In the wake of the Tiananmen crackdown, efforts to supervise the party’s workings and control corruption through the media and public oversight were lost, Zhang said. While it ushered in the era of new party leader Jiang Zemin under which the economy grew, graft also became endemic, faith in communism was exhausted and interpersonal relationships revolved around sheer personal gain, essentially finishing off what the violent, radical Cultural Revolution had begun almost 20 years earlier, he said.
“The moment the government ordered its army to fire on its own people, it lost its legitimacy,” said Rowena Xiaoqing He, a former Tiananmen protester who teaches about the movement at St. Michael’s College in Vermont.
“Of course, those in power can easily manipulate history and twist our memory. But that kind of manipulation and suppression of history is always followed by distortions of all kinds — social, political, psychological,” He said. “It is indeed impossible to understand today’s China without understanding the spring of 1989.”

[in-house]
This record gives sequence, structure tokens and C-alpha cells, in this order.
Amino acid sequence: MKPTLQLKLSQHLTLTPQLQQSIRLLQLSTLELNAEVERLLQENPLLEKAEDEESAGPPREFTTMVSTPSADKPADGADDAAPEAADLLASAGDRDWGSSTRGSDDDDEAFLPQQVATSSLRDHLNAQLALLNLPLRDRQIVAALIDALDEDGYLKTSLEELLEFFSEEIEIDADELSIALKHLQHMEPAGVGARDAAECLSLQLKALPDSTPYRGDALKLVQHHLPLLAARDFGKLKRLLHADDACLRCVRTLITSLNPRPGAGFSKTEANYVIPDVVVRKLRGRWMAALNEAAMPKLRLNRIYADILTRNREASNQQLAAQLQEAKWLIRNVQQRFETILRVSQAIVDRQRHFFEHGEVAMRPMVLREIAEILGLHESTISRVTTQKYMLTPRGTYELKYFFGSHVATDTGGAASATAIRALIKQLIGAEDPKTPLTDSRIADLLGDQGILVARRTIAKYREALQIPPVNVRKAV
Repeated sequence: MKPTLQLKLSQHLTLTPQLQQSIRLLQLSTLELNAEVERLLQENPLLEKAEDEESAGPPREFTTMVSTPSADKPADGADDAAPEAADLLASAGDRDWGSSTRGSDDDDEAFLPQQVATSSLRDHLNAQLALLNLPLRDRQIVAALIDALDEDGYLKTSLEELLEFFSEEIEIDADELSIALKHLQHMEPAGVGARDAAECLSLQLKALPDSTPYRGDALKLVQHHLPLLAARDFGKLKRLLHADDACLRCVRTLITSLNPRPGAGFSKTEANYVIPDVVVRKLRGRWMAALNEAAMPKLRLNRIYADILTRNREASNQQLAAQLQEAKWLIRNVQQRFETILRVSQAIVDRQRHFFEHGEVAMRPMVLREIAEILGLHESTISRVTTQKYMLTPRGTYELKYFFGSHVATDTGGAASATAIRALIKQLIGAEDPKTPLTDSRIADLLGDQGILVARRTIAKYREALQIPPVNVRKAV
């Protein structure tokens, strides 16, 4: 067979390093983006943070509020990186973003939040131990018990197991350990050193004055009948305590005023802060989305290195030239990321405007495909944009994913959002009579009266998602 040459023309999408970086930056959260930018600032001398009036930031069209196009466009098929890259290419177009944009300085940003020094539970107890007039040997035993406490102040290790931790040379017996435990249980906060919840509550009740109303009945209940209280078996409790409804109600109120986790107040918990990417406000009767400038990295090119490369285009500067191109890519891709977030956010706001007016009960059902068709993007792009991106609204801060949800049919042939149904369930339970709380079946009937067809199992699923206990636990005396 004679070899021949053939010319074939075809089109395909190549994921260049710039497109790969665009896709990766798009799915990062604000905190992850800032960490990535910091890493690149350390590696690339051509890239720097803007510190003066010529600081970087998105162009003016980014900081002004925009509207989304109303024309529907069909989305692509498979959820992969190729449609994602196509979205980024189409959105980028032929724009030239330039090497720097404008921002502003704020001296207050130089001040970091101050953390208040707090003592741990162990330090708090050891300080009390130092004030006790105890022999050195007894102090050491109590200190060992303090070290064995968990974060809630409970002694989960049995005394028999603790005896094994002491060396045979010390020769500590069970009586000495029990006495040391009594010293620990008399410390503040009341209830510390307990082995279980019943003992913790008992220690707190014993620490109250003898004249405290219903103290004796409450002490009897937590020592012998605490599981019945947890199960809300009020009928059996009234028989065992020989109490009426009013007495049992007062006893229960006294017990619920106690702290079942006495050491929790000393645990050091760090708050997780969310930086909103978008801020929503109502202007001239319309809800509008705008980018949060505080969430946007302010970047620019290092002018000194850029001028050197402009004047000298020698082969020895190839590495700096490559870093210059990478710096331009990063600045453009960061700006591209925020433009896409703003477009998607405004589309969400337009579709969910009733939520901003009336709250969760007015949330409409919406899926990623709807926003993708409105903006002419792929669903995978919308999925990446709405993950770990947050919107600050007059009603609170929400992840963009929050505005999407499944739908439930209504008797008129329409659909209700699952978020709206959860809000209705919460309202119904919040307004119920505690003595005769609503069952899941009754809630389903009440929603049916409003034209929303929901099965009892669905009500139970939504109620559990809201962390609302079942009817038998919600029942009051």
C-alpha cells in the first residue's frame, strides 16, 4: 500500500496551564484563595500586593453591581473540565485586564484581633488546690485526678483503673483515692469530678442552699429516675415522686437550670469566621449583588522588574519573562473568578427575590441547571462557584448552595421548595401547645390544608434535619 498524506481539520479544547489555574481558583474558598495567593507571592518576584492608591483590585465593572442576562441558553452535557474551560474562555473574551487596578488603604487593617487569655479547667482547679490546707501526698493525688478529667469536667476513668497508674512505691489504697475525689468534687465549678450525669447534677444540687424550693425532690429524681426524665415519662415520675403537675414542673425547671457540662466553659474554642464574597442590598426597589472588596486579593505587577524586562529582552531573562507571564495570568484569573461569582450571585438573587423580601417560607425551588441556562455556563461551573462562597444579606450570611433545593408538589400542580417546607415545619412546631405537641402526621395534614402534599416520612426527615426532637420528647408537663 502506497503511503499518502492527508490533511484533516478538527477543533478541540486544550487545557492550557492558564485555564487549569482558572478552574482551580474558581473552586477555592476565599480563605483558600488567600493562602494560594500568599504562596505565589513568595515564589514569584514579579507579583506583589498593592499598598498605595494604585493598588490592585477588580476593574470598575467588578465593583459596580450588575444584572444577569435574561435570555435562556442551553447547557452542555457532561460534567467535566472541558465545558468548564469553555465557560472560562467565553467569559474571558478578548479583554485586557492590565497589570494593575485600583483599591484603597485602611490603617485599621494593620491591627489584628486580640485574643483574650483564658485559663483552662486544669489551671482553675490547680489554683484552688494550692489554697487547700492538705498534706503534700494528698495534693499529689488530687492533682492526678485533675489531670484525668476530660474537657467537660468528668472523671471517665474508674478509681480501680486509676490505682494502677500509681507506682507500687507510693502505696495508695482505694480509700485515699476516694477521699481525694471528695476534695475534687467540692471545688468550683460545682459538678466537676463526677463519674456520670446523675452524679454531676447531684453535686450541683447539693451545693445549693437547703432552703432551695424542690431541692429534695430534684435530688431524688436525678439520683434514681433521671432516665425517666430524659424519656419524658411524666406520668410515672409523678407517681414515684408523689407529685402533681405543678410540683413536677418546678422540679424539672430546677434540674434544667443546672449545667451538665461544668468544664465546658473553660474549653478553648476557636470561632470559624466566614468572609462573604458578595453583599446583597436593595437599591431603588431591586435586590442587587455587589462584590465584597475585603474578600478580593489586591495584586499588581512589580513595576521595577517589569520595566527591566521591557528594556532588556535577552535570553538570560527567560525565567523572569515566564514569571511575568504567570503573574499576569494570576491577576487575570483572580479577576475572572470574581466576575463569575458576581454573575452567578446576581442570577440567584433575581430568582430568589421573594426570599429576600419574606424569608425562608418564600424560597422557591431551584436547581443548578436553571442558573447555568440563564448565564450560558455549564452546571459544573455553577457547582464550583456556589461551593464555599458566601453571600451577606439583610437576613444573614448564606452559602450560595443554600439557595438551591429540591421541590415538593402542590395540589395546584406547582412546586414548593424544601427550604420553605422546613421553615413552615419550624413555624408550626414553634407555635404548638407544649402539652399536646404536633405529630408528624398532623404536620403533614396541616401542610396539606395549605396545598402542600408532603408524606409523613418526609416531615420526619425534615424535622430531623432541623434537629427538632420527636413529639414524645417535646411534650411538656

Speaking at a regional defense forum in Singapore on Sunday, Chinese Defense Minister Wei Fenghe defended the government’s response to the protests, drawing the stock link to China’s post-1989 development.
“How can we say that China didn’t handle that Tiananmen incident appropriately? There is a conclusion of that incident, that incident was political turbulence and the central government took measures to stop the turbulence, which is a correct policy,” Feng said.